A senior state attorney whose work emails had been hacked and published online could be facing a disciplinary procedure in connection with leaving her laptop abroad without securing its information and using her personal email account for official business, Attorney-General Costas Clerides said on Wednesday.
In a news conference on Wednesday, Clerides said Eleni Loizidou could be facing three disciplinary charges.
The case file has been handed over to the civil service commission for further action, the AG said.
Loizidou was suspended following the publication of the emails and a probe was undertaken by customs department director Demetris Hadjicostis.
A separate probe into the hacking and publication of the emails was undertaken by police.
As to the circumstances that led to the laptop being left abroad, Clerides said: “I couldn’t find a better word other than she dumped the malfunctioning computer abroad. The computer malfunctioned, it did not function at all and she abandoned it, according to my interpretation.”
The laptop was never recovered.
Her correspondence however was published by a Russian website and reproduced by daily Politis last November.
The published emails showed Eleni Loizidou’s excessive zeal in pursuing extradition requests against Russian nationals, some politically motivated, by the prosecutor-general of the Russian Federation.
Loizidou, who was suspended pending the investigation, sought and was granted an injunction prohibiting the paper from publishing the emails. She also sued Politis claiming that it had violated her privacy.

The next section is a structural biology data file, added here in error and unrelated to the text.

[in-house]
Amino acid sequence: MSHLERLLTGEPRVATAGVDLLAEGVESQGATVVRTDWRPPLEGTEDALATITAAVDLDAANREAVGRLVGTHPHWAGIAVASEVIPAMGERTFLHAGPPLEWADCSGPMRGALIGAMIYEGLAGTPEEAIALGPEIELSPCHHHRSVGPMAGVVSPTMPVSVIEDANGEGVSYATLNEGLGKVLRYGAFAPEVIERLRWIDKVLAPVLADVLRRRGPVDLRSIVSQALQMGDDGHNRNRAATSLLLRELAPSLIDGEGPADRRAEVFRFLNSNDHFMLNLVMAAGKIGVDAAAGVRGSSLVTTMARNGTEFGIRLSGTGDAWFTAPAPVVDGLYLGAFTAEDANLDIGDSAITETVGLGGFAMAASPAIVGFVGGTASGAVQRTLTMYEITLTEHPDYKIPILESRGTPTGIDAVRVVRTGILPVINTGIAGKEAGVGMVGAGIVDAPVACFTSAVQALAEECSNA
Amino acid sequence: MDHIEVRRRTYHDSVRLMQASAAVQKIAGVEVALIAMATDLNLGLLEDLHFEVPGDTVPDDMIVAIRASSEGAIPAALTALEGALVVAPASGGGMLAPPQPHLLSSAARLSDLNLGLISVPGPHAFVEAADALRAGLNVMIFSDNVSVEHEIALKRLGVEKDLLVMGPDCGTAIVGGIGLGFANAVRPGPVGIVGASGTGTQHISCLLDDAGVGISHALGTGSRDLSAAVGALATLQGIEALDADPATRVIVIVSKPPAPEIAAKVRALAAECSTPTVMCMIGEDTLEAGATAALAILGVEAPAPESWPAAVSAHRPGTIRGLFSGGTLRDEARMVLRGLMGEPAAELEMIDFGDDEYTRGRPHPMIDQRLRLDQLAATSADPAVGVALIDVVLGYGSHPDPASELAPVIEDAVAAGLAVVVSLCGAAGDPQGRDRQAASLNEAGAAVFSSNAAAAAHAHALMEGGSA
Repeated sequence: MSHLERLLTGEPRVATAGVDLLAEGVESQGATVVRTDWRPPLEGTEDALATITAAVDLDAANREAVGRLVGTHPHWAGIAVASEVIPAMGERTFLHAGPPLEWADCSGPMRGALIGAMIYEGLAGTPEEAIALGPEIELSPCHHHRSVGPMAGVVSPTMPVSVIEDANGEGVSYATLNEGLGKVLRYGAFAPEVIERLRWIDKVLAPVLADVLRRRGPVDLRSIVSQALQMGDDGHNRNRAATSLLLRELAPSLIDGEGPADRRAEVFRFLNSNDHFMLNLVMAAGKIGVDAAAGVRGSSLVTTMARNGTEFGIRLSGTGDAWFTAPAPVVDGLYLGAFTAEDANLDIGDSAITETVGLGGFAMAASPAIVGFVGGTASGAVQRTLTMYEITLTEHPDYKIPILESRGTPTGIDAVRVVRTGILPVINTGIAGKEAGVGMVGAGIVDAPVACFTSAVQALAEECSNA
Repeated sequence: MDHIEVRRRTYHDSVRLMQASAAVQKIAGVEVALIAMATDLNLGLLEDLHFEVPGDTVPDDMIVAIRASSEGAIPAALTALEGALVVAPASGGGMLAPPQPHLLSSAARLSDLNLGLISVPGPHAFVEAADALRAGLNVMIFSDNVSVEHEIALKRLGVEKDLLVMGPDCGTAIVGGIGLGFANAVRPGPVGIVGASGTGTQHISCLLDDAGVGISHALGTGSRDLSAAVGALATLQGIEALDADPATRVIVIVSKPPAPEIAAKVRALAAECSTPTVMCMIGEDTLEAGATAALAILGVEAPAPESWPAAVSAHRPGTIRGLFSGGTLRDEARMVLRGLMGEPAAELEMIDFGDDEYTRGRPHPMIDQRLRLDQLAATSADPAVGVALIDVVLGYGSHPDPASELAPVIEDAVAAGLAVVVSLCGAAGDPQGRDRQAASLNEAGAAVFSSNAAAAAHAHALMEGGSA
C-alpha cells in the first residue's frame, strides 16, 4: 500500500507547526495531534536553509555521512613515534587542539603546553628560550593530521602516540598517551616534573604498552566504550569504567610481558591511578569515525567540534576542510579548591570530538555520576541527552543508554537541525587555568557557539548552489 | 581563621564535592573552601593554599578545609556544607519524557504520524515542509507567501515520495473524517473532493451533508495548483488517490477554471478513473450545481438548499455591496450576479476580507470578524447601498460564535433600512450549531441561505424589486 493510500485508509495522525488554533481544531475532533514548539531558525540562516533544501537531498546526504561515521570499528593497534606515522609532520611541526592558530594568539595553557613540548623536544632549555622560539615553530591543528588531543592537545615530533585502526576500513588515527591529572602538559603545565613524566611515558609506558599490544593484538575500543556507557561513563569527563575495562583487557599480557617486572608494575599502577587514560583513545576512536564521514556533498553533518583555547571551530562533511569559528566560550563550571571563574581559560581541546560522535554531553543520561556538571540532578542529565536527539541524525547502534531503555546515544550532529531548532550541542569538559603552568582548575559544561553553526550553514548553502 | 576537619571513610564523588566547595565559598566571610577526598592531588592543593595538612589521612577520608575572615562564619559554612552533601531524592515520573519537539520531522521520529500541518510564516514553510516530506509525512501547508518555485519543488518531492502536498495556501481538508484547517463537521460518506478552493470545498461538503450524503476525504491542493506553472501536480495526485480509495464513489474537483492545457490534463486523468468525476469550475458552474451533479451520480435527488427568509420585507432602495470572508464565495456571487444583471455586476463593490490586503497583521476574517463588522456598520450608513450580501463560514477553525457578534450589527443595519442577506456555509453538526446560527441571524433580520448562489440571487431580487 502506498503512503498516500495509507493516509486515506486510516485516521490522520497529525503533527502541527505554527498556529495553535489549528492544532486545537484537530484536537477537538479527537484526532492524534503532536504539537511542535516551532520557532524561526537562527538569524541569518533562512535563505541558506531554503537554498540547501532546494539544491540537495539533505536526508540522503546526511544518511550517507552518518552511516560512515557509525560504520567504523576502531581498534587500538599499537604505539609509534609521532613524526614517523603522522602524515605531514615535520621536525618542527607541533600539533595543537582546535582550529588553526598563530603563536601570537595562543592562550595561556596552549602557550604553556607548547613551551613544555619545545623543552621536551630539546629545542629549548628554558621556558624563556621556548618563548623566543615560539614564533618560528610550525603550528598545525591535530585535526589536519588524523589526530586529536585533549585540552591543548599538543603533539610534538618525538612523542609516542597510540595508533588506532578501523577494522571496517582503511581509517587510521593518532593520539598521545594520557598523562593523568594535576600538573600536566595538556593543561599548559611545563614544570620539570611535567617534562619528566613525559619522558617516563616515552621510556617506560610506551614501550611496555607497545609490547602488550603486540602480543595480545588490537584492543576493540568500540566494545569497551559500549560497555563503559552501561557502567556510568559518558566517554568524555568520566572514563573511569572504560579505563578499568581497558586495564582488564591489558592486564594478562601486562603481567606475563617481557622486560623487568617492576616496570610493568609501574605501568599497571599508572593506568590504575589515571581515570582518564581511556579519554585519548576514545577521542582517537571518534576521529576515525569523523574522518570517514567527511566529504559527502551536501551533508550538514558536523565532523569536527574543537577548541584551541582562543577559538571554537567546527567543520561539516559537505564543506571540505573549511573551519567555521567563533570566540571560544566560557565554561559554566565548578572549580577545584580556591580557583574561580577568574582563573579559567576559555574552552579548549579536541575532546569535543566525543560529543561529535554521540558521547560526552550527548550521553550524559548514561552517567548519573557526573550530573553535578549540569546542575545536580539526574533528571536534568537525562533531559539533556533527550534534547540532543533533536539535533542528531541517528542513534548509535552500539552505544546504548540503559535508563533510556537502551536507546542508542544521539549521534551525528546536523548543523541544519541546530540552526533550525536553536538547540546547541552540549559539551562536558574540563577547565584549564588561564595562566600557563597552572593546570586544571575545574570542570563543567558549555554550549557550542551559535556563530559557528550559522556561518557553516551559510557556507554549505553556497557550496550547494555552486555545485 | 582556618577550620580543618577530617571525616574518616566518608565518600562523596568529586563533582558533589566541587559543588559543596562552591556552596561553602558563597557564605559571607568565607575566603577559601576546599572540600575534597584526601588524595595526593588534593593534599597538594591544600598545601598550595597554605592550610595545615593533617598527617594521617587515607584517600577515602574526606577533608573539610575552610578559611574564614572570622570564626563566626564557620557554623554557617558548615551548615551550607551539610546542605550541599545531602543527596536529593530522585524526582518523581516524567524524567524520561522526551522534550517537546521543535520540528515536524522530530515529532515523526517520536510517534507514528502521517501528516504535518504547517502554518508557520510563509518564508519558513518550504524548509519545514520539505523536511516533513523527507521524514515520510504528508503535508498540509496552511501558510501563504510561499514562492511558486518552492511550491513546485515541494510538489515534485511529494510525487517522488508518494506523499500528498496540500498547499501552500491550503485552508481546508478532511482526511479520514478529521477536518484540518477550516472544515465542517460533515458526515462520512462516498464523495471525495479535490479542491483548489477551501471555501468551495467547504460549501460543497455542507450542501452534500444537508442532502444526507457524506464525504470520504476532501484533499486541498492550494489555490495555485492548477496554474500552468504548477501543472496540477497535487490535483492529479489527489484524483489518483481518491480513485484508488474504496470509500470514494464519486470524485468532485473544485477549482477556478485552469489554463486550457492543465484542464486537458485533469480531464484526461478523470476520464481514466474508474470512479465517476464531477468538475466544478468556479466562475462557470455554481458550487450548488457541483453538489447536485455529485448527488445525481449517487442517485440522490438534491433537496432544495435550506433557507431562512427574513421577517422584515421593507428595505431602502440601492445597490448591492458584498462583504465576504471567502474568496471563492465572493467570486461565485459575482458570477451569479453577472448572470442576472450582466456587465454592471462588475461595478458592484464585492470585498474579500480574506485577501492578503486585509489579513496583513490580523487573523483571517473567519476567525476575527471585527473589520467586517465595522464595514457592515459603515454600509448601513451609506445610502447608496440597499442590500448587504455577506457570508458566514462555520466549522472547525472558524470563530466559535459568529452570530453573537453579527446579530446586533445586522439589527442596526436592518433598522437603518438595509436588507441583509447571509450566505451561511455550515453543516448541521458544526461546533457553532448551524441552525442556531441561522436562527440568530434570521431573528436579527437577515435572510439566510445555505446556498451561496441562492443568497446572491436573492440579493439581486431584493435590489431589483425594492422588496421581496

Police questioned several journalists from Politis, which described the move as an effort to muzzle the paper. There were also statements from various other parties who protested the move.
Clerides said police were still waiting for information requested from Russia and other, EU, countries. However, the part concerning the publication and republication of the emails was completed and any further action would be decided by the AG.
“My view is that of course journalists are interested in doing their work properly, and of course they are interested in not having any interference. On the other hand, investigators must enforce the constitution and the law and the necessary balance must be found,” he said.
Clerides said his outfit had fought hard for crime fighting authorities to be afforded the necessary tools to be able to monitor communications but “it was impossible”. There was strong resistance from parliament which eventually enacted a law with numerous safeguards.
He reiterated that suggestions of the persecution of journalists were untrue, wondering who the authorities could question in connection with the reports if not the people who published them.
“This is not prosecution, this is an investigation,” he said.
It was now up to him to exercise his discretionary powers on whether it would be to the public interest to prosecute or not but not before taking into account factors such as freedom of expression, transparency and press freedom.